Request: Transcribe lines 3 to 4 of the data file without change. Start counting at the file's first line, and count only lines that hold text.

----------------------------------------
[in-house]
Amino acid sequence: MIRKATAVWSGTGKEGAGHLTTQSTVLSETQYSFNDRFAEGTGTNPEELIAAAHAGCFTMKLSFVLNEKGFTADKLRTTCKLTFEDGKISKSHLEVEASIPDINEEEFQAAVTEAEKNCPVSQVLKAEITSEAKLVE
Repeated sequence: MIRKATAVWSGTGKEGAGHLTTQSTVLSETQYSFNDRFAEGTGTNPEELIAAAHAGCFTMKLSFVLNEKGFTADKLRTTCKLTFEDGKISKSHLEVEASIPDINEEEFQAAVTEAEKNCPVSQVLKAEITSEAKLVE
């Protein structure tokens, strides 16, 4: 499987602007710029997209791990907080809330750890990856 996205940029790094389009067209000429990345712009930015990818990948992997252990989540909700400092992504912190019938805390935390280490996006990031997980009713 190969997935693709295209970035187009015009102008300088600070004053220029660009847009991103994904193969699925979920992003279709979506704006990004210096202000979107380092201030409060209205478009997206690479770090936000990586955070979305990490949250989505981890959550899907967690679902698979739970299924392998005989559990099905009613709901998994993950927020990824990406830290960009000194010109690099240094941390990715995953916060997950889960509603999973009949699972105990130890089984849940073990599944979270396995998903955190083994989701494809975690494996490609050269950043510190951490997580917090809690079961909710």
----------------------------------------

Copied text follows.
Repeated sequence: MIRKATAVWSGTGKEGAGHLTTQSTVLSETQYSFNDRFAEGTGTNPEELIAAAHAGCFTMKLSFVLNEKGFTADKLRTTCKLTFEDGKISKSHLEVEASIPDINEEEFQAAVTEAEKNCPVSQVLKAEITSEAKLVE
């Protein structure tokens, strides 16, 4: 499987602007710029997209791990907080809330750890990856 996205940029790094389009067209000429990345712009930015990818990948992997252990989540909700400092992504912190019938805390935390280490996006990031997980009713 190969997935693709295209970035187009015009102008300088600070004053220029660009847009991103994904193969699925979920992003279709979506704006990004210096202000979107380092201030409060209205478009997206690479770090936000990586955070979305990490949250989505981890959550899907967690679902698979739970299924392998005989559990099905009613709901998994993950927020990824990406830290960009000194010109690099240094941390990715995953916060997950889960509603999973009949699972105990130890089984849940073990599944979270396995998903955190083994989701494809975690494996490609050269950043510190951490997580917090809690079961909710």